You organize your Zoho Vault secrets by creating virtual folders Zoho calls chambers. As you can see by inspecting the following screen capture, creating a chamber is as simple as giving the chamber a name and adding the appropriate secrets to it.
Using and sharing secrets ^
You can use your existing secrets in a couple ways. In your Zoho Vault web console, navigate to Secrets > Auto Logon. As you can see in the next image, you'll have entries for each website for which you've defined a secret. Click the icon, and it will automatically log you into the appropriate web application in a separate browser tab. Easy!
The other way to use your stored secrets is, of course, through the Zoho Vault browser extension. Navigate to the target website, open the extension, find the appropriate entry, and click Auto Logon as shown here:
If you have a paid subscription, you can share your secrets selectively with team members and even non-Zoho users. Navigate to Admin > Users and populate your Zoho Vault organization; each user will receive an email invitation to join.
After that, you can click the share icon next to an individual secret or even an entire chamber and complete the Share Secret with Users dialog. Permissions include the following options:
- One-click login only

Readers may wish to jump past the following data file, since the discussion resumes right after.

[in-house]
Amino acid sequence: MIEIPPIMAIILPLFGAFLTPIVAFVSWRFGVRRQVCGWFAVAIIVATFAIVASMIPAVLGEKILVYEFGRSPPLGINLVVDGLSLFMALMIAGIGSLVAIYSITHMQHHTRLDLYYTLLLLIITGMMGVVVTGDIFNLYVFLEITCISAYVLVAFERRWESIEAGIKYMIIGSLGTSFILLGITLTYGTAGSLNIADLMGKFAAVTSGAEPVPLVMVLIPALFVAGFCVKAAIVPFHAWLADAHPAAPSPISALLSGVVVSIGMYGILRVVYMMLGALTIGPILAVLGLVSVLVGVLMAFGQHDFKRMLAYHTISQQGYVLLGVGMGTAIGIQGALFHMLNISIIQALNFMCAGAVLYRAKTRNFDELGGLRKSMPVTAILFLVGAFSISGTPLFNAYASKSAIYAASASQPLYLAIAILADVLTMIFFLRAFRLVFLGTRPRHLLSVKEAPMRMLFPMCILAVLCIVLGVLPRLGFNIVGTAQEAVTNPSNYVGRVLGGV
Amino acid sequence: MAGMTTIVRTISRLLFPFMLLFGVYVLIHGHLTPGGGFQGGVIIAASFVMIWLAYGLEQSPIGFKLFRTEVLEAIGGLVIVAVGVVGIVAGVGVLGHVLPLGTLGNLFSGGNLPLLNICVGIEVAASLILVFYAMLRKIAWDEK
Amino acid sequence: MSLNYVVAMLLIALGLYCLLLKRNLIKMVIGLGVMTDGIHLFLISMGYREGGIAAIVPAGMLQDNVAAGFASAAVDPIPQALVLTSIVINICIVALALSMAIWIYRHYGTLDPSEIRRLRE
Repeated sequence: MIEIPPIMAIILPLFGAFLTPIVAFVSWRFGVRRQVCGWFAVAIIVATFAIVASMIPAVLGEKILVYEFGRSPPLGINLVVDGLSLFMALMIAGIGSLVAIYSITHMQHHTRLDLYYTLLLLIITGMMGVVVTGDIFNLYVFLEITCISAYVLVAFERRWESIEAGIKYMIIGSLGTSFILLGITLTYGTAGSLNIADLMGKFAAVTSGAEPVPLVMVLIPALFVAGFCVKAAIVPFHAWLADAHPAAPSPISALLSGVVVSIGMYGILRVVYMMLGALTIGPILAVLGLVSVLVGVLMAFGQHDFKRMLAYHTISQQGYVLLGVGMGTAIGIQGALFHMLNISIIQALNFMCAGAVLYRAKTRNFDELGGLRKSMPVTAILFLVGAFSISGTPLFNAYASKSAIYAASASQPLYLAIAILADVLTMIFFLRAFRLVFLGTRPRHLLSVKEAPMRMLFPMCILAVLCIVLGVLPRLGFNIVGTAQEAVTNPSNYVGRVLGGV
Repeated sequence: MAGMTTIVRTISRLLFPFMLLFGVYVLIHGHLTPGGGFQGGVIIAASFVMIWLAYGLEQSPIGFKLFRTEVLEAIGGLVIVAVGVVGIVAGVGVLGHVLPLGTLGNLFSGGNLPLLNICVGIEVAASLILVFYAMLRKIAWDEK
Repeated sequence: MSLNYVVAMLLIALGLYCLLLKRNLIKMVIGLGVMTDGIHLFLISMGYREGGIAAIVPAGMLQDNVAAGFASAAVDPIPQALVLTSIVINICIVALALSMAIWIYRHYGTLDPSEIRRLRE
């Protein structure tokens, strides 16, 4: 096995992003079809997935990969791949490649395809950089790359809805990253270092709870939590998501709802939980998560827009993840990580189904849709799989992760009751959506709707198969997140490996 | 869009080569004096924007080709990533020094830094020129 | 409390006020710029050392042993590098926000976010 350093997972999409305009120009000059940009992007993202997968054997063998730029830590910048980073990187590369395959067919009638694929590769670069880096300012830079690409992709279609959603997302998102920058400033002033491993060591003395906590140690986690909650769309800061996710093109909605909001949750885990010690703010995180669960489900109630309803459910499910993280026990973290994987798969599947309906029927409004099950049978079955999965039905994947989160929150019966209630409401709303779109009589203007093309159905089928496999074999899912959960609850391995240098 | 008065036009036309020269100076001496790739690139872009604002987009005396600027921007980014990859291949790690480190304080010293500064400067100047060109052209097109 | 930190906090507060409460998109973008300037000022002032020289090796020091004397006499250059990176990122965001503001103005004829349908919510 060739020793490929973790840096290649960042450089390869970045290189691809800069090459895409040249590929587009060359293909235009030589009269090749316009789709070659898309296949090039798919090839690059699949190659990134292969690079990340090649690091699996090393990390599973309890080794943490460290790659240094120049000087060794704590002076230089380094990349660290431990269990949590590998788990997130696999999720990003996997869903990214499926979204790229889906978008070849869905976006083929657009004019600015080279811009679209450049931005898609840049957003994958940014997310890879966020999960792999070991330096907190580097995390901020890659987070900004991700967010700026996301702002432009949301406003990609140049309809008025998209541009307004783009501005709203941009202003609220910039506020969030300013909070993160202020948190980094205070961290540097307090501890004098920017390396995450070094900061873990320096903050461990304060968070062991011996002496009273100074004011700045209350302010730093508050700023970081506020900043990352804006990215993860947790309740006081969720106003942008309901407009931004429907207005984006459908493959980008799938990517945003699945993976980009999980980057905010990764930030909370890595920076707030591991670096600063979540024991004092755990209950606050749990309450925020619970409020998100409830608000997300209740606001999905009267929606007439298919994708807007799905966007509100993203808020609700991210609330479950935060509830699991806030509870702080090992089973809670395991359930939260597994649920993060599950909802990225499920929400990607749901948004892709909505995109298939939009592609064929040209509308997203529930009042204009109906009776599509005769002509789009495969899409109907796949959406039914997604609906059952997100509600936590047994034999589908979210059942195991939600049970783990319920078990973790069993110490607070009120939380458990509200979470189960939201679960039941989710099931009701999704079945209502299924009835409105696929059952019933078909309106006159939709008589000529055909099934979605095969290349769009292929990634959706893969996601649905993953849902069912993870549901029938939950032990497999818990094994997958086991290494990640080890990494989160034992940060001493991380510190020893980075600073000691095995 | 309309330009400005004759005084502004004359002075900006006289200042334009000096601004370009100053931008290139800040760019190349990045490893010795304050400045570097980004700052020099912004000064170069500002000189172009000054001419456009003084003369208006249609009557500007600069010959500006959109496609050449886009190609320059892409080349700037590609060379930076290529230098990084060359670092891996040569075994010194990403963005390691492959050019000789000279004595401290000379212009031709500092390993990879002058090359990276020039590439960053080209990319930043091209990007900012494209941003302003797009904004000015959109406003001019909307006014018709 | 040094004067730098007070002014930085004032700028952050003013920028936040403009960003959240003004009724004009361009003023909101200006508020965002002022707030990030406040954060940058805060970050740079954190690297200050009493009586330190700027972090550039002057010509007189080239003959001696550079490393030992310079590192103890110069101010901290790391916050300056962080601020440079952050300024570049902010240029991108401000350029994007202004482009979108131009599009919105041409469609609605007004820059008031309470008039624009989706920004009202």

Various other features ^
Offline access is a key (pun intended) concern for any online account holder. In the Zoho web console, navigate to Tools > Offline Access to download an encrypted HTML file that contains all of your secrets. Use the vault passphrase to unlock the file.
Somewhat similarly, you can export your secrets from Zoho Vault to comma-separated value (CSV) format. Be careful—the output here is plain text.
You can import existing secrets from a number of other online password managers, including LastPass, KeePass, and 1Password.
The Audit section of your vault enables you to see who, what, when, and where your secrets are being used. The Admin section allows you to set up two-factor authentication (2FA), change your subscription level, configure a backup schedule, and perform other general administrative tasks.
Native mobile apps (iOS & Android) for access to passwords while on the go.
Configuring an additional layer of security with password access control workflow. Users are forced to enter a reason to access passwords every time.
The bottom line ^
The free edition is for personal use only, as I said earlier. The paid tiers are:
- Standard: Suitable for small teams with simple password management and sharing requirements
- Professional: Best for large teams with bulk password sharing, emergency access & comprehensive reporting requirements.
- Enterprise: Tailor made for SMBs and enterprises alike with active directory integration, password request-release workflow and advanced password management requirements.
The pricing here is traditional SaaS, which is to say, per-user, per-month.
In sum, I'd say Zoho Vault is fine for personal use and for small-to-medium IT teams. Depending on your industry/regulatory compliance requirements, Zoho Vault may or may not meet your needs. I'd suggest you create a free account, "kick the tires," and read the documentation to find out for yourself if the product is a fit for you and your business.